Barry Adams of the Wisconsin State Journal profiles local Cheesemaker Katie Hedrich and her plans for the future, which are shaping up to be pretty bright!
CHILTON — Some farmers play polka or country music to soothe their cows during the twice-daily milking routine.
Not so for the 325 goats at LaClare Farm just outside of Chilton. For this curious herd and its two handlers, the boom box last week was tuned to Appleton’s WAPL-FM, one of the state’s most powerful rock stations.
But the goats, who heard Head East, Pink Floyd and AC/DC, also had no idea they were being milked by one of the rising rock stars of cheesemaking.
At just 26, Katie Hedrich is off to an impressive start in a field dominated by men, many of whom are twice or more her age.
Last year, at the U.S. Cheese Championships in the atrium of Lambeau Field in Green Bay, Hedrich, then 25, took best of show with her Evalon, an aged hard goat’s milk cheese, and became just the second female cheesemaker to win the award.
Starting Monday, Hedrich will put her chèvre, cheddar and Evalon (named after her grandmother) up against the best on the planet in the World Championship Cheese Contest at Monona Terrace in Madison.
All of this and she’s been making cheese for just 2½ years.
“I really just want to get what the judges are saying and make (my cheese) better,” Hedrich said as she worked alongside her 30-year-old brother, Greg. “It comes down to the milk and paying attention to details.”
Hedrich’s cheese will be sampled by an international panel of judges. This year, the contest, held every other year, will feature 2,503 cheeses and butters in 83 classes from 30 states and 24 countries. The winners will be announced Wednesday night at a $25 per ticket gala expected to draw 400 people to the convention center’s ballroom.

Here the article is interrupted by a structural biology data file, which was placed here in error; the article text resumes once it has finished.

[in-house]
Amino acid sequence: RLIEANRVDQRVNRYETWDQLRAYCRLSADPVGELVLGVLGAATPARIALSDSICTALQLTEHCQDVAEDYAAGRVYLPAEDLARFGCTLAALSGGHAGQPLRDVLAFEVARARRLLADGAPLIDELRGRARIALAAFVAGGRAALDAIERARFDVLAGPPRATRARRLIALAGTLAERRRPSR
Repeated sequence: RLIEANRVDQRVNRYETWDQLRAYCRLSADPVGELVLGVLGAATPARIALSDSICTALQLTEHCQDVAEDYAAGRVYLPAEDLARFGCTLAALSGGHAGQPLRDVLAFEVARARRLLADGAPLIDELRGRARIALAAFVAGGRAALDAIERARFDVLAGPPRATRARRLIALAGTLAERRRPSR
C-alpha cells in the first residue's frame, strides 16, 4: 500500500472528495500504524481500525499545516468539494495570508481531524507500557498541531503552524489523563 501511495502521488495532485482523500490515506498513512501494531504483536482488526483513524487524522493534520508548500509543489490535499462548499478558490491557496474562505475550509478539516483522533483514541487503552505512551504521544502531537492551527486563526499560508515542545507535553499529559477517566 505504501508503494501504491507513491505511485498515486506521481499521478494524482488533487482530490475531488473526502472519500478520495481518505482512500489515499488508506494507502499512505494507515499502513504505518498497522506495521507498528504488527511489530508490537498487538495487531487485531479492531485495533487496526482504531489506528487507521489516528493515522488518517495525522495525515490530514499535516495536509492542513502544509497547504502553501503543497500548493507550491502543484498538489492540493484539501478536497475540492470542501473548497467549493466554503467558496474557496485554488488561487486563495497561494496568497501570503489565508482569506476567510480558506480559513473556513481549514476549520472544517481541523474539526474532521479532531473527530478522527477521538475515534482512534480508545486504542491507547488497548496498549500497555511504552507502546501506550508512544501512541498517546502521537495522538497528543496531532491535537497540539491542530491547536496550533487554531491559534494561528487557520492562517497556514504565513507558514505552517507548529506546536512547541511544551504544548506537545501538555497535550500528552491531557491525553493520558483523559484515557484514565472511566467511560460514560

Hedrich plans to attend but that wasn’t the case in last year’s contest in Green Bay.
Hedrich had no intention of going until she got a phone call from a panicked friend saying Hedrich’s Evalon had made the top 12. Hedrich, who was on a sales call in nearby Neenah, made it just in time to hear the announcement that she was the U.S. champion.
Moments, later she was posing with first runner-up Jim Sartori, a third-generation cheesemaker of Sartori Cheese in Plymouth and his company’s SarVecchio Parmesan, and second runner-up and Netherlands native Marieke Penterman, now 35, who makes a killer Gouda at her Holland’s Family Cheese in Thorp, northeast of Eau Claire.
“It was pretty wild,” Hedrich recalled. “Really, really wild.”
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